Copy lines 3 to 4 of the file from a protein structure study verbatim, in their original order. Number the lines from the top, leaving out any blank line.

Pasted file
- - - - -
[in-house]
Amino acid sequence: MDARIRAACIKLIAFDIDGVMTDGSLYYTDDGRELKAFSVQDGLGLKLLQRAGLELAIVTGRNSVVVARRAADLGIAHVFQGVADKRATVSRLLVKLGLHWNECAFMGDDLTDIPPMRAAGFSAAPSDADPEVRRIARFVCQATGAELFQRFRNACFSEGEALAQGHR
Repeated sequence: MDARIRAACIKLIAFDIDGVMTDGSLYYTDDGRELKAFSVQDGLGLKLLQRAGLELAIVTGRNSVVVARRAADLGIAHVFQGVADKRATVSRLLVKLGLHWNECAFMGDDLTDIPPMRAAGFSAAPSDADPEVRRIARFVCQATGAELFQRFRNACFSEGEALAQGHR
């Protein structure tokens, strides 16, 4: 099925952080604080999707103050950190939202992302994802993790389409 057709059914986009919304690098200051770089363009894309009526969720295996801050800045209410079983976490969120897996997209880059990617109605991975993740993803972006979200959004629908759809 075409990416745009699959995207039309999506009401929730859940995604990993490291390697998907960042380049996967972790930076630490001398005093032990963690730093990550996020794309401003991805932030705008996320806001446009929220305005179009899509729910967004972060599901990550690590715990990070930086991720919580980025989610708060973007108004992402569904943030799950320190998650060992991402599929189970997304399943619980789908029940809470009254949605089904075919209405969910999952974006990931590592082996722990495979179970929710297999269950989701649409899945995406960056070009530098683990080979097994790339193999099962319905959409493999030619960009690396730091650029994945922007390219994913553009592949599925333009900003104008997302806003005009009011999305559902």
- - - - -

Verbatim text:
Repeated sequence: MDARIRAACIKLIAFDIDGVMTDGSLYYTDDGRELKAFSVQDGLGLKLLQRAGLELAIVTGRNSVVVARRAADLGIAHVFQGVADKRATVSRLLVKLGLHWNECAFMGDDLTDIPPMRAAGFSAAPSDADPEVRRIARFVCQATGAELFQRFRNACFSEGEALAQGHR
């Protein structure tokens, strides 16, 4: 099925952080604080999707103050950190939202992302994802993790389409 057709059914986009919304690098200051770089363009894309009526969720295996801050800045209410079983976490969120897996997209880059990617109605991975993740993803972006979200959004629908759809 075409990416745009699959995207039309999506009401929730859940995604990993490291390697998907960042380049996967972790930076630490001398005093032990963690730093990550996020794309401003991805932030705008996320806001446009929220305005179009899509729910967004972060599901990550690590715990990070930086991720919580980025989610708060973007108004992402569904943030799950320190998650060992991402599929189970997304399943619980789908029940809470009254949605089904075919209405969910999952974006990931590592082996722990495979179970929710297999269950989701649409899945995406960056070009530098683990080979097994790339193999099962319905959409493999030619960009690396730091650029994945922007390219994913553009592949599925333009900003104008997302806003005009009011999305559902």